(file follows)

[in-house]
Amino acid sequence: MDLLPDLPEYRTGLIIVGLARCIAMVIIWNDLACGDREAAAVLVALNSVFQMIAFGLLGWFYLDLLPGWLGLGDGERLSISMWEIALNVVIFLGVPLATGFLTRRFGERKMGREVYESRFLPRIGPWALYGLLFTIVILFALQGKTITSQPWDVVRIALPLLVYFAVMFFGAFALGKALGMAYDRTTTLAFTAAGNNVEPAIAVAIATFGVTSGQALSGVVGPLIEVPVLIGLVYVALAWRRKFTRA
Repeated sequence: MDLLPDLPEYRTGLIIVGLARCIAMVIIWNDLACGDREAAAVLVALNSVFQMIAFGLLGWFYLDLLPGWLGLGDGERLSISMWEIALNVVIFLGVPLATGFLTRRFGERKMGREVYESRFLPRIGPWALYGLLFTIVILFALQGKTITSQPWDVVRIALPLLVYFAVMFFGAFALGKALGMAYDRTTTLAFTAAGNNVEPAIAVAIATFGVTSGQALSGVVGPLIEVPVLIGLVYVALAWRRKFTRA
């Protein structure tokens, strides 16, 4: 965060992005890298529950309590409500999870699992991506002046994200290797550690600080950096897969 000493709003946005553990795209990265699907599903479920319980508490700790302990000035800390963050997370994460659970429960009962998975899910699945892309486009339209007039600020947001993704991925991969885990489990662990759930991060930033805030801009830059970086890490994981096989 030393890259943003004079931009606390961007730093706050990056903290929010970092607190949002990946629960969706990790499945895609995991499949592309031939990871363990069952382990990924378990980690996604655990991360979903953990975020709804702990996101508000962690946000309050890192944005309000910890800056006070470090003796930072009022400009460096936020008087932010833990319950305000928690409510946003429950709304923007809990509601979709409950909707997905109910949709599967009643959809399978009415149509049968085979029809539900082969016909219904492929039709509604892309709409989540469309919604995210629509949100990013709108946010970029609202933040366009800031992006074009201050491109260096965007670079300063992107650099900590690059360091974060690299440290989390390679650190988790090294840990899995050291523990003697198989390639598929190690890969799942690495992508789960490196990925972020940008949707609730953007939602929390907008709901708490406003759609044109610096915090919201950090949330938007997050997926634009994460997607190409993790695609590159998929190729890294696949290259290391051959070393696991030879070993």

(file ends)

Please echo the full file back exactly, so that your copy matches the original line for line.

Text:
[in-house]
Amino acid sequence: MDLLPDLPEYRTGLIIVGLARCIAMVIIWNDLACGDREAAAVLVALNSVFQMIAFGLLGWFYLDLLPGWLGLGDGERLSISMWEIALNVVIFLGVPLATGFLTRRFGERKMGREVYESRFLPRIGPWALYGLLFTIVILFALQGKTITSQPWDVVRIALPLLVYFAVMFFGAFALGKALGMAYDRTTTLAFTAAGNNVEPAIAVAIATFGVTSGQALSGVVGPLIEVPVLIGLVYVALAWRRKFTRA
Repeated sequence: MDLLPDLPEYRTGLIIVGLARCIAMVIIWNDLACGDREAAAVLVALNSVFQMIAFGLLGWFYLDLLPGWLGLGDGERLSISMWEIALNVVIFLGVPLATGFLTRRFGERKMGREVYESRFLPRIGPWALYGLLFTIVILFALQGKTITSQPWDVVRIALPLLVYFAVMFFGAFALGKALGMAYDRTTTLAFTAAGNNVEPAIAVAIATFGVTSGQALSGVVGPLIEVPVLIGLVYVALAWRRKFTRA
């Protein structure tokens, strides 16, 4: 965060992005890298529950309590409500999870699992991506002046994200290797550690600080950096897969 000493709003946005553990795209990265699907599903479920319980508490700790302990000035800390963050997370994460659970429960009962998975899910699945892309486009339209007039600020947001993704991925991969885990489990662990759930991060930033805030801009830059970086890490994981096989 030393890259943003004079931009606390961007730093706050990056903290929010970092607190949002990946629960969706990790499945895609995991499949592309031939990871363990069952382990990924378990980690996604655990991360979903953990975020709804702990996101508000962690946000309050890192944005309000910890800056006070470090003796930072009022400009460096936020008087932010833990319950305000928690409510946003429950709304923007809990509601979709409950909707997905109910949709599967009643959809399978009415149509049968085979029809539900082969016909219904492929039709509604892309709409989540469309919604995210629509949100990013709108946010970029609202933040366009800031992006074009201050491109260096965007670079300063992107650099900590690059360091974060690299440290989390390679650190988790090294840990899995050291523990003697198989390639598929190690890969799942690495992508789960490196990925972020940008949707609730953007939602929390907008709901708490406003759609044109610096915090919201950090949330938007997050997926634009994460997607190409993790695609590159998929190729890294696949290259290391051959070393696991030879070993």